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Ideal conditions for storing black and white films are 55 degrees Fahrenheit with 45% relative humidity. To slow fading, color films are best stored at 32 degrees Fahrenheit and 45% relative humidity.
In the absence of ideal storage conditions, films can still survive for decades as long as they are kept in a stable environment that is not too hot, too dry, or too wet. Find an area with stably low temperatures, low humidity, and protection from flooding, air pollutants, and sunlight. A closet or cabinet on the main floor of a building are often the best choice. A film stored in a darkened area at 70 degrees Fahrenheit year round will fare much better than a film stored in a basement or attic with extreme fluctuations in temperature or humidity.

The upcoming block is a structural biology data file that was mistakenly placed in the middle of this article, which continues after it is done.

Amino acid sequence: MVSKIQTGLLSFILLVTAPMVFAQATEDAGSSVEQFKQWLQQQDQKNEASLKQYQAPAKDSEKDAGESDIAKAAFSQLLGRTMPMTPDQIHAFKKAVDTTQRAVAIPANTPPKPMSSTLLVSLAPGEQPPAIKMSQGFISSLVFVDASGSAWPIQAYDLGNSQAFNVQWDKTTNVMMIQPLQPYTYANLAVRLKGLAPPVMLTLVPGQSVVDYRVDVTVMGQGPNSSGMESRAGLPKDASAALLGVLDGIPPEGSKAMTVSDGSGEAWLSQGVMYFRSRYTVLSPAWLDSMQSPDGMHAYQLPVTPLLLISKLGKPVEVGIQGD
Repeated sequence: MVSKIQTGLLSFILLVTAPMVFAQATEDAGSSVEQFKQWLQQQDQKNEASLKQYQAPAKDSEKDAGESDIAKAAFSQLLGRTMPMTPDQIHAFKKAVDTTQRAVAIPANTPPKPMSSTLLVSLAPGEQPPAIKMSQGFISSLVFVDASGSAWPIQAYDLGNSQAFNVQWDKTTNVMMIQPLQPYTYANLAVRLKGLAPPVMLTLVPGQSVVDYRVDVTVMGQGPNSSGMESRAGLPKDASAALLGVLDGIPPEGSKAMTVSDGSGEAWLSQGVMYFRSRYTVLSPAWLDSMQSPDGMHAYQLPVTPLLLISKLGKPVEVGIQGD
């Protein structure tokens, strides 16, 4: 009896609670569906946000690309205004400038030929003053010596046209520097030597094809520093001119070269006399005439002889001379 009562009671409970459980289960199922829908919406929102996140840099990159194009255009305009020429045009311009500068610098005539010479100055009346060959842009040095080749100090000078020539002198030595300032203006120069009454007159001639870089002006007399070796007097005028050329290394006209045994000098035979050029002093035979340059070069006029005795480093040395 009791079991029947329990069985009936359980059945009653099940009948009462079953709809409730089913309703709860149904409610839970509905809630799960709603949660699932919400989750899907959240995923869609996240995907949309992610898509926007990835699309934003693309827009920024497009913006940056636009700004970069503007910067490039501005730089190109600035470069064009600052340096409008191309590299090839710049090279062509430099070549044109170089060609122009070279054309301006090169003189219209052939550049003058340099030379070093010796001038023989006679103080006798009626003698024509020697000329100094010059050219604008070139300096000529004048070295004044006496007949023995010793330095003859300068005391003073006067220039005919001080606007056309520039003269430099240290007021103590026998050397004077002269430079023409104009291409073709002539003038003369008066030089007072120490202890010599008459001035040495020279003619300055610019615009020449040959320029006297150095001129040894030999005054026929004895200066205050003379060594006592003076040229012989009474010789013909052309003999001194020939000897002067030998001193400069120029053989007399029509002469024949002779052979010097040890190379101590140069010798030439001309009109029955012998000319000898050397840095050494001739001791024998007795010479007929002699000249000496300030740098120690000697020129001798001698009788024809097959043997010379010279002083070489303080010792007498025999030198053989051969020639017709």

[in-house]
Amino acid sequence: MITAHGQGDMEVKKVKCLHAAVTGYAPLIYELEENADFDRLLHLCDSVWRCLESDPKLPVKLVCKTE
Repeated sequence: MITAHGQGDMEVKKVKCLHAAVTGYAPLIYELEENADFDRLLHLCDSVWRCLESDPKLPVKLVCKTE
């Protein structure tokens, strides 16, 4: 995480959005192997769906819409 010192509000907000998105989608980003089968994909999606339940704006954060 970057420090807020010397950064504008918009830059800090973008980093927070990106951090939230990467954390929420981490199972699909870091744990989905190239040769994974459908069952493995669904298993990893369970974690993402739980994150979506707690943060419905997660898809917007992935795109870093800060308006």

Avoid storing your motion picture film in a non-climate-controlled basement or on the floor where water, insects, or rodents might damage it. Damp conditions may accelerate conditions such as vinegar syndrome or encourage mold growth on the film. Insects and rodents may eat film emulsion.
Some additional guidance and links are here: Motion Picture Film Guidance: Storage of Materials
and here is some guidance on storing papers and photographs: Storing Family Papers and Photographs